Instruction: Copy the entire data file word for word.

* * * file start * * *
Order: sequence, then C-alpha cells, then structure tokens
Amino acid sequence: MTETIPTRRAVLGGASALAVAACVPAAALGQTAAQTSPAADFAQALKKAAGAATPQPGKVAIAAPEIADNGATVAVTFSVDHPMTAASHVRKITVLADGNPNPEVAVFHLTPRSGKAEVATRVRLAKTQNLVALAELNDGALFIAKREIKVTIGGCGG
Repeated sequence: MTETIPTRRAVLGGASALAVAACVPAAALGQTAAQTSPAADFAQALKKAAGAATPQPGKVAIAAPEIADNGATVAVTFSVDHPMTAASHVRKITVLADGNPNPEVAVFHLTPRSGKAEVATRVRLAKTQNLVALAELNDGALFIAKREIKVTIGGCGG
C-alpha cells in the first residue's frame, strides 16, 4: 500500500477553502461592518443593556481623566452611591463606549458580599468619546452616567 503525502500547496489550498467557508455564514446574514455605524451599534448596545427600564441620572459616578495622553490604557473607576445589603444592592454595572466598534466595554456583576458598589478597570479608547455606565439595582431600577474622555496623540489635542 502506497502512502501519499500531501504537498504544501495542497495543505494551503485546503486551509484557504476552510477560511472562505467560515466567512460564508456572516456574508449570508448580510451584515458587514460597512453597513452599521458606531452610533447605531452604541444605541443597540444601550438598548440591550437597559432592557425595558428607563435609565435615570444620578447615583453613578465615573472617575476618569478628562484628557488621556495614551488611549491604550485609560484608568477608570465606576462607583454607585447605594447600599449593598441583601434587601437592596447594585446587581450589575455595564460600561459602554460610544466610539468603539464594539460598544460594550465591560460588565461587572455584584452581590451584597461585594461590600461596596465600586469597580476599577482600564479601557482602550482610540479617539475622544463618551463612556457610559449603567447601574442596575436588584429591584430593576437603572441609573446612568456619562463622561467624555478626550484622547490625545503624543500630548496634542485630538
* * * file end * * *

Order: sequence, then C-alpha cells, then structure tokens
Amino acid sequence: MTETIPTRRAVLGGASALAVAACVPAAALGQTAAQTSPAADFAQALKKAAGAATPQPGKVAIAAPEIADNGATVAVTFSVDHPMTAASHVRKITVLADGNPNPEVAVFHLTPRSGKAEVATRVRLAKTQNLVALAELNDGALFIAKREIKVTIGGCGG
Repeated sequence: MTETIPTRRAVLGGASALAVAACVPAAALGQTAAQTSPAADFAQALKKAAGAATPQPGKVAIAAPEIADNGATVAVTFSVDHPMTAASHVRKITVLADGNPNPEVAVFHLTPRSGKAEVATRVRLAKTQNLVALAELNDGALFIAKREIKVTIGGCGG
C-alpha cells in the first residue's frame, strides 16, 4: 500500500477553502461592518443593556481623566452611591463606549458580599468619546452616567 503525502500547496489550498467557508455564514446574514455605524451599534448596545427600564441620572459616578495622553490604557473607576445589603444592592454595572466598534466595554456583576458598589478597570479608547455606565439595582431600577474622555496623540489635542 502506497502512502501519499500531501504537498504544501495542497495543505494551503485546503486551509484557504476552510477560511472562505467560515466567512460564508456572516456574508449570508448580510451584515458587514460597512453597513452599521458606531452610533447605531452604541444605541443597540444601550438598548440591550437597559432592557425595558428607563435609565435615570444620578447615583453613578465615573472617575476618569478628562484628557488621556495614551488611549491604550485609560484608568477608570465606576462607583454607585447605594447600599449593598441583601434587601437592596447594585446587581450589575455595564460600561459602554460610544466610539468603539464594539460598544460594550465591560460588565461587572455584584452581590451584597461585594461590600461596596465600586469597580476599577482600564479601557482602550482610540479617539475622544463618551463612556457610559449603567447601574442596575436588584429591584430593576437603572441609573446612568456619562463622561467624555478626550484622547490625545503624543500630548496634542485630538